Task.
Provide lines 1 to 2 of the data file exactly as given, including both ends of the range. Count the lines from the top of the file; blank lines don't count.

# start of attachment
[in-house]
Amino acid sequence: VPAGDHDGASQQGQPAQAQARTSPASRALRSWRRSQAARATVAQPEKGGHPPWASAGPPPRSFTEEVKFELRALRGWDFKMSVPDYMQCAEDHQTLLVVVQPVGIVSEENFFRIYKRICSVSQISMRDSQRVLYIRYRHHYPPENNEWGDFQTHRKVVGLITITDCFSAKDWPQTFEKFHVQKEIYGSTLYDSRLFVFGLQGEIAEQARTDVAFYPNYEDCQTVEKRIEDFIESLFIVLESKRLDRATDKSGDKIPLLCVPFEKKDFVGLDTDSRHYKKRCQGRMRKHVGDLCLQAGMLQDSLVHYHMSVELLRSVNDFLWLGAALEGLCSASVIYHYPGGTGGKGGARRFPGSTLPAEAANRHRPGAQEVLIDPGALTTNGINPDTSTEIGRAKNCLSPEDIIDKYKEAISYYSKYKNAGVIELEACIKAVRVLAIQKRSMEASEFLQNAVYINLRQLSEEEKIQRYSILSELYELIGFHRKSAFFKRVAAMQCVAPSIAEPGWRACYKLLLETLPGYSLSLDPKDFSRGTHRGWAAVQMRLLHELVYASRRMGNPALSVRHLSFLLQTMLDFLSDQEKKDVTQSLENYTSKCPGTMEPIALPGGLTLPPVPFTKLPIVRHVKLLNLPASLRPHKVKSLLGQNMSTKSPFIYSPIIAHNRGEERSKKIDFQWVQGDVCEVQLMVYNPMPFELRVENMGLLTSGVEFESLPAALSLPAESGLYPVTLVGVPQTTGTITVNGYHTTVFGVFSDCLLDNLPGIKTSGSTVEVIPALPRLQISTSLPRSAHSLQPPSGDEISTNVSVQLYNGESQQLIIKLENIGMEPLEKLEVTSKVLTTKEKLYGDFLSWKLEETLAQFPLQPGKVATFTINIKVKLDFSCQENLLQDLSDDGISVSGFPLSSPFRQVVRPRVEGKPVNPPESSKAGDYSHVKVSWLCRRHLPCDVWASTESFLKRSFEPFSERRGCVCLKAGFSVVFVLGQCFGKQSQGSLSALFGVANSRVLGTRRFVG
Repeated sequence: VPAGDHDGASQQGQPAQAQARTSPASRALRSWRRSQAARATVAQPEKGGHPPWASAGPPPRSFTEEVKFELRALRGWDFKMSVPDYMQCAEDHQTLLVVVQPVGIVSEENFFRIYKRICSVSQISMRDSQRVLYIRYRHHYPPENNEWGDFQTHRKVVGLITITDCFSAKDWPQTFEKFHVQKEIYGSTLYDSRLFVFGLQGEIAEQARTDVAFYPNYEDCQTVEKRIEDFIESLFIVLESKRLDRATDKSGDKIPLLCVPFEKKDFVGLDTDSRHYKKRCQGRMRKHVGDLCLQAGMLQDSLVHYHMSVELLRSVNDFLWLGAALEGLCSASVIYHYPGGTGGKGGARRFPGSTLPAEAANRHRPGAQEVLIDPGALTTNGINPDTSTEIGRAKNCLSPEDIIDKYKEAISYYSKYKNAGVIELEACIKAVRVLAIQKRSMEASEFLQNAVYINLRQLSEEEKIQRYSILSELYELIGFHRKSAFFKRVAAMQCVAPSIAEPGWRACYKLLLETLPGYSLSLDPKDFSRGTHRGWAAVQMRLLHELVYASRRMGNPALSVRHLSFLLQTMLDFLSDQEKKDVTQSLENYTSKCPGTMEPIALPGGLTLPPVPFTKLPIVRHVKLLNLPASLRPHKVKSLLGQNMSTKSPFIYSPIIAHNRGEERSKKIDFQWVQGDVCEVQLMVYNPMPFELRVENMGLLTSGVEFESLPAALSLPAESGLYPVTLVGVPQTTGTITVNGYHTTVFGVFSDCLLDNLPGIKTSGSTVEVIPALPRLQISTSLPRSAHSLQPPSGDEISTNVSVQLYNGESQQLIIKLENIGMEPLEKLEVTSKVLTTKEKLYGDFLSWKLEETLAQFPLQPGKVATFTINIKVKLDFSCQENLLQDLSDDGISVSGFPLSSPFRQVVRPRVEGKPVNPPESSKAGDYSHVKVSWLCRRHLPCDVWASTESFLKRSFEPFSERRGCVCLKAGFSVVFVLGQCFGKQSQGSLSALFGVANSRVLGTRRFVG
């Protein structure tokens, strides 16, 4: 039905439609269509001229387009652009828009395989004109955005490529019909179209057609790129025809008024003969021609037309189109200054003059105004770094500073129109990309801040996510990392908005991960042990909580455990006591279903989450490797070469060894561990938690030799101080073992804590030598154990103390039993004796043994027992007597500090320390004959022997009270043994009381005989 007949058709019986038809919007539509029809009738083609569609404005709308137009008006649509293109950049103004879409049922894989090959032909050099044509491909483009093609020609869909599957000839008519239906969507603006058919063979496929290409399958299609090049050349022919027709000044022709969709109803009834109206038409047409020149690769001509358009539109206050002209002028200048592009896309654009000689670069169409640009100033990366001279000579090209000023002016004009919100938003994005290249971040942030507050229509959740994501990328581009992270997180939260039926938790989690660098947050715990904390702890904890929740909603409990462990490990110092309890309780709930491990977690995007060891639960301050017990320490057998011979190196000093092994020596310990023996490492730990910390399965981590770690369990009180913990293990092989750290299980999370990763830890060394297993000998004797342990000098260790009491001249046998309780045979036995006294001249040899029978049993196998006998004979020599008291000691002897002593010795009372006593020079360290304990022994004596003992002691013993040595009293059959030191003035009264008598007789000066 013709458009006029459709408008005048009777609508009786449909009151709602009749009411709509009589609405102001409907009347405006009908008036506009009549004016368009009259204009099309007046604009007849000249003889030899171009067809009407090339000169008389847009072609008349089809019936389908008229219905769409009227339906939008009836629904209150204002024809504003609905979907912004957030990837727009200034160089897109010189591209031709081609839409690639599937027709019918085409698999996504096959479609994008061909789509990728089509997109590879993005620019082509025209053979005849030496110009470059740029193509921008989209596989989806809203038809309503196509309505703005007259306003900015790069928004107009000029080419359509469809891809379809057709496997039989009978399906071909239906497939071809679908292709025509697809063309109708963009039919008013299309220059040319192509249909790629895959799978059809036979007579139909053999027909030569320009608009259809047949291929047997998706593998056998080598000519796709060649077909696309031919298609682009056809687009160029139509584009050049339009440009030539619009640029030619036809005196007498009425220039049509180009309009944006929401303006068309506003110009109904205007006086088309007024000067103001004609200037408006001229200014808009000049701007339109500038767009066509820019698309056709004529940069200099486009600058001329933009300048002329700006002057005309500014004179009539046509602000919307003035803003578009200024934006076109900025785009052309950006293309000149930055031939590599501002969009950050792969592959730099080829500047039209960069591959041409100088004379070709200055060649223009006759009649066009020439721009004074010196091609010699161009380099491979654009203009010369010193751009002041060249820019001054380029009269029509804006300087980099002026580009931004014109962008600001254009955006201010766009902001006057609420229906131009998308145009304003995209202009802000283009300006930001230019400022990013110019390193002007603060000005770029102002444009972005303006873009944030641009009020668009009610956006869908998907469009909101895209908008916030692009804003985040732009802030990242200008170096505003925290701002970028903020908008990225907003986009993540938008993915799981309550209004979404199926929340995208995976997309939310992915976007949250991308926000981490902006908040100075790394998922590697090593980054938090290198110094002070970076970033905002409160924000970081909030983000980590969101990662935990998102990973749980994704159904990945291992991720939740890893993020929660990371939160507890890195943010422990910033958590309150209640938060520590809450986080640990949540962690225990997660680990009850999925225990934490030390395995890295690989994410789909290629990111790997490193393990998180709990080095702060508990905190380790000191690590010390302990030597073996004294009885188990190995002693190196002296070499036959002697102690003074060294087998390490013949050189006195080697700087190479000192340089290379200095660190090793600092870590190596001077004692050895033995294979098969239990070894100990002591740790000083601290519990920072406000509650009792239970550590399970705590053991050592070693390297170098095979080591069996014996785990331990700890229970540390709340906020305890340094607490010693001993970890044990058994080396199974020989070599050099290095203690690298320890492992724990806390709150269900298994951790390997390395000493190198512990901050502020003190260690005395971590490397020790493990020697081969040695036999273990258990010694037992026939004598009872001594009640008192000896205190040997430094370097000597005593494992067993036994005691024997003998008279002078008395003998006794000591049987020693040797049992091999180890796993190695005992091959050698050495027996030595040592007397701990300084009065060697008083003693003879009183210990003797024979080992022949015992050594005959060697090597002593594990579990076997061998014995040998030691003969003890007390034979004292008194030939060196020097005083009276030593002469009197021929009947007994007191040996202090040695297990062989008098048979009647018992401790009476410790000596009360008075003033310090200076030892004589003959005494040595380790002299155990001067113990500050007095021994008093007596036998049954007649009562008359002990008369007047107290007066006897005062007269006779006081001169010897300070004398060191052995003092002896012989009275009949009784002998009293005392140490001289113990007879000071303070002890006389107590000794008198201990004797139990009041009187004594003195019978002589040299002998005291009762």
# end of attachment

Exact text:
[in-house]
Amino acid sequence: VPAGDHDGASQQGQPAQAQARTSPASRALRSWRRSQAARATVAQPEKGGHPPWASAGPPPRSFTEEVKFELRALRGWDFKMSVPDYMQCAEDHQTLLVVVQPVGIVSEENFFRIYKRICSVSQISMRDSQRVLYIRYRHHYPPENNEWGDFQTHRKVVGLITITDCFSAKDWPQTFEKFHVQKEIYGSTLYDSRLFVFGLQGEIAEQARTDVAFYPNYEDCQTVEKRIEDFIESLFIVLESKRLDRATDKSGDKIPLLCVPFEKKDFVGLDTDSRHYKKRCQGRMRKHVGDLCLQAGMLQDSLVHYHMSVELLRSVNDFLWLGAALEGLCSASVIYHYPGGTGGKGGARRFPGSTLPAEAANRHRPGAQEVLIDPGALTTNGINPDTSTEIGRAKNCLSPEDIIDKYKEAISYYSKYKNAGVIELEACIKAVRVLAIQKRSMEASEFLQNAVYINLRQLSEEEKIQRYSILSELYELIGFHRKSAFFKRVAAMQCVAPSIAEPGWRACYKLLLETLPGYSLSLDPKDFSRGTHRGWAAVQMRLLHELVYASRRMGNPALSVRHLSFLLQTMLDFLSDQEKKDVTQSLENYTSKCPGTMEPIALPGGLTLPPVPFTKLPIVRHVKLLNLPASLRPHKVKSLLGQNMSTKSPFIYSPIIAHNRGEERSKKIDFQWVQGDVCEVQLMVYNPMPFELRVENMGLLTSGVEFESLPAALSLPAESGLYPVTLVGVPQTTGTITVNGYHTTVFGVFSDCLLDNLPGIKTSGSTVEVIPALPRLQISTSLPRSAHSLQPPSGDEISTNVSVQLYNGESQQLIIKLENIGMEPLEKLEVTSKVLTTKEKLYGDFLSWKLEETLAQFPLQPGKVATFTINIKVKLDFSCQENLLQDLSDDGISVSGFPLSSPFRQVVRPRVEGKPVNPPESSKAGDYSHVKVSWLCRRHLPCDVWASTESFLKRSFEPFSERRGCVCLKAGFSVVFVLGQCFGKQSQGSLSALFGVANSRVLGTRRFVG